(permissible ONLY within the building).
Near the buildings
is a highpoint called Checkpoint 3. From here, you get a sweeping
vista of the DMZ. The tranquility of it all is unnerving. Who’d
imagine that surrounding this beautiful stretch of untouched nature
is one of the largest concentrations of military force in the history
of man? In the near distance, in the North Korean Potemkin village
of Kijong-dong, is home to the world’s tallest flag post (160 meters),
flying the world’s largest flag.
Find out more! Panmunjeom
Shrine to the Displaced
you’re into traveling alone, or want to forego the Panmunjeom tour,
Imjingak is worth a visit. The closest thing most South Koreans
can get to the DMZ without special permission from the government,
the Imjingak is a park overlooking the Imjingang River - literally
a shrine to national division. Major landmarks include an altar
where families originally from the North come to perform ancestral
rites (usually performed in one’s ancestral hometown) on the Korean
holidays, an observatory and Freedom Bridge, the hastily constructed
bridge where some 130,000 South Korean and Allied POWs crossed to
return home at the end of the Korean War. You may also purchase
North Korean goods or eat North Korean food at some of the park’s
shops and restaurants.
Getting to Imjingak couldn’t be
easier - hourly commuter trains now go directly to Imjingak from
Find out more! Imjingak
Amidst the Ruins of War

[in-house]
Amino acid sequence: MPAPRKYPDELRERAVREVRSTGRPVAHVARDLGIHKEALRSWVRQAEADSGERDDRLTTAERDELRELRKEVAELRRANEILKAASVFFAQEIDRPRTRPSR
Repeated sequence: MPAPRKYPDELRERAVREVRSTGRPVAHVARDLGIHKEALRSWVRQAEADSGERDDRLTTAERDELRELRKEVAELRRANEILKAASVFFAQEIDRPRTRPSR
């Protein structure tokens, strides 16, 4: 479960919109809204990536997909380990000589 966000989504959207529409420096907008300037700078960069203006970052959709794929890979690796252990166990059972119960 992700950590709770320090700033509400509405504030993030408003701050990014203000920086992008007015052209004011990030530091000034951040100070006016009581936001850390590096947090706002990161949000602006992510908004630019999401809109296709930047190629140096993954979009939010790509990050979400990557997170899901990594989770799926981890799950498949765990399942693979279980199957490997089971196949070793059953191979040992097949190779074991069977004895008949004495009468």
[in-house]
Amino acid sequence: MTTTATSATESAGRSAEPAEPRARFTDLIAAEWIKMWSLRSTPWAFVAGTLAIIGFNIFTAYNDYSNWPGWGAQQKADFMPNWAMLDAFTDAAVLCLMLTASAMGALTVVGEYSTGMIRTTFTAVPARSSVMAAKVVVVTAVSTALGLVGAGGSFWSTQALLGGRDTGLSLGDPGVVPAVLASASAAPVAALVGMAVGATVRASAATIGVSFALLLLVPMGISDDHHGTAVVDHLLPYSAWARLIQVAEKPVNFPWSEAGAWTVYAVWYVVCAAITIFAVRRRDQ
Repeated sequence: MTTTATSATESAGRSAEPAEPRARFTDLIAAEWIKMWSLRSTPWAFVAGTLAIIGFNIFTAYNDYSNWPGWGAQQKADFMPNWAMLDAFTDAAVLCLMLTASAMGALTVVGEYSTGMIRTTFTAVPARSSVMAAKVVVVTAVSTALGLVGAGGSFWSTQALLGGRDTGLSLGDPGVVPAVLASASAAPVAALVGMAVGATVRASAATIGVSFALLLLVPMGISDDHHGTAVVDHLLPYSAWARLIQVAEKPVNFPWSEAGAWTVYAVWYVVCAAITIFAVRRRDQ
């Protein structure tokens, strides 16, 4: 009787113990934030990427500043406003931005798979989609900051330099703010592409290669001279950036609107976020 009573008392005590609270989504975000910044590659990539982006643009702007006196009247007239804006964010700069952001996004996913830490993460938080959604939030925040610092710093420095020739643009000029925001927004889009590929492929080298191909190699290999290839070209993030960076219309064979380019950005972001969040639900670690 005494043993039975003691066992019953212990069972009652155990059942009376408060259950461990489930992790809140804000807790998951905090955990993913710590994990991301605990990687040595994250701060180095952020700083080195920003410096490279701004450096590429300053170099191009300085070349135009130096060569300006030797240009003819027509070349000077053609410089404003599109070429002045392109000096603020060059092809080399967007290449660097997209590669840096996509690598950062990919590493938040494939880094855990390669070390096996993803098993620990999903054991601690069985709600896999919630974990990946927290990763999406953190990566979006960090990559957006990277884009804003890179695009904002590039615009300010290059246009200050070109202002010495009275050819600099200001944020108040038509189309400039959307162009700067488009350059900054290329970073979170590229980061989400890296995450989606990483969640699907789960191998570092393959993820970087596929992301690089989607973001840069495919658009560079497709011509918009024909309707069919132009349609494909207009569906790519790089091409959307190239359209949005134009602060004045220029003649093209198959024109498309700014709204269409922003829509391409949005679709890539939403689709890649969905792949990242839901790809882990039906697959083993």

|More adventurous souls can also visit the small
town of Cheorwon, some two hours northeast of Seoul. Once a sizable
town and major railway stop commanding the Geumhwa Valley, Cheorwon
was literally obliterated during the Korean War - brutal frontline
warfare that earned its name, “The Iron Triangle.” Today, Old
Cheorwon is now either overgrown or has been developed into rice
paddies - it’s never quite recovered although there’s a small
downtown built nearby - but there are a number of inspiring war
memorials in the area (especially the obelisk commemorating the
particularly bloody fighting for White Horse Hill) and a few ruins
that testify to the horrors of war and tragedy of national division.
The most notable of these are the ruins of the old Korean
Workers Party office. An impressive three-story Soviet-style building
made entirely of concrete, the building was built in 1946 - when
Cheorwon was under North Korean control - as the regional headquarters
of the North Korean ruling party, the Korean Workers Party. Now,
only its bullet and shell-scarred exterior remains. Like the burnt-out
shells of churches left standing in post-war Germany, these bombed-out
ruins are a moving reminder of its shattered past.
interesting site is Seungil-gyo Bridge, which crosses the Hantangang
River several kilometers from the ruins (a short bus ride from the
small town of Dongsong-eup). Look carefully, and you’ll notice
the two halves of the bridge are different: either North Koreans
started building the bridge before the war and South Koreans finished
it; or the Japanese started it before Liberation in 1945 and the
US Army finished it to transport men and supplies to the front during
the war. Even the name is curious: seemingly combining the names
of the first presidents of South and North Korea (Rhee Syngman
and Kim Il-sung), the bridge was likely named for a South Korean
officer, Colonel Park Seung-il, who was killed during the war. Now,
somewhat incongruously, the river around the bridge is often used
for rafting and other water activities.
The easiest way
to get to Cheorwon is by subway line 1 to the northern suburb of
Dongducheon, where a commuter train takes you to Sintan-ni. From
there, it’s another short ride to Cheorwon.
Find out more! Cheorwon
|Written and photographed by Robert
The article courtesy of Seoul magazine